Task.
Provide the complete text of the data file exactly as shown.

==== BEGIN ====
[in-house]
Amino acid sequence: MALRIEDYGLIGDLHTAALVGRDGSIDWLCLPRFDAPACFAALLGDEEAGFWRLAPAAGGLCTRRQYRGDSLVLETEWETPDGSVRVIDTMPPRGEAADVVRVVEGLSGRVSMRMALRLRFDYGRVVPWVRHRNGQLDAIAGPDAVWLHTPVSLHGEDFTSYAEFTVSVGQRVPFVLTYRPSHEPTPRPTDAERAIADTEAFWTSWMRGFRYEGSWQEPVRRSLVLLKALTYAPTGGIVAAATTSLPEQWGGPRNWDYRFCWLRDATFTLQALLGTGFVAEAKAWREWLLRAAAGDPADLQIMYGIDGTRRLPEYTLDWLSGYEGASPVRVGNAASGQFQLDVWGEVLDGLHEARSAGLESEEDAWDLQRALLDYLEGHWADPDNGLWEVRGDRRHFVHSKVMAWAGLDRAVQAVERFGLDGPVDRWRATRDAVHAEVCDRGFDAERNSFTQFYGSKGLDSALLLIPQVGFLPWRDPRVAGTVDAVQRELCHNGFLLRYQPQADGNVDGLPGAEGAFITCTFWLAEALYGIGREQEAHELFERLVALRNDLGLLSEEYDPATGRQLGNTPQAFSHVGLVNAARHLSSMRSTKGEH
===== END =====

[in-house]
Amino acid sequence: MALRIEDYGLIGDLHTAALVGRDGSIDWLCLPRFDAPACFAALLGDEEAGFWRLAPAAGGLCTRRQYRGDSLVLETEWETPDGSVRVIDTMPPRGEAADVVRVVEGLSGRVSMRMALRLRFDYGRVVPWVRHRNGQLDAIAGPDAVWLHTPVSLHGEDFTSYAEFTVSVGQRVPFVLTYRPSHEPTPRPTDAERAIADTEAFWTSWMRGFRYEGSWQEPVRRSLVLLKALTYAPTGGIVAAATTSLPEQWGGPRNWDYRFCWLRDATFTLQALLGTGFVAEAKAWREWLLRAAAGDPADLQIMYGIDGTRRLPEYTLDWLSGYEGASPVRVGNAASGQFQLDVWGEVLDGLHEARSAGLESEEDAWDLQRALLDYLEGHWADPDNGLWEVRGDRRHFVHSKVMAWAGLDRAVQAVERFGLDGPVDRWRATRDAVHAEVCDRGFDAERNSFTQFYGSKGLDSALLLIPQVGFLPWRDPRVAGTVDAVQRELCHNGFLLRYQPQADGNVDGLPGAEGAFITCTFWLAEALYGIGREQEAHELFERLVALRNDLGLLSEEYDPATGRQLGNTPQAFSHVGLVNAARHLSSMRSTKGEH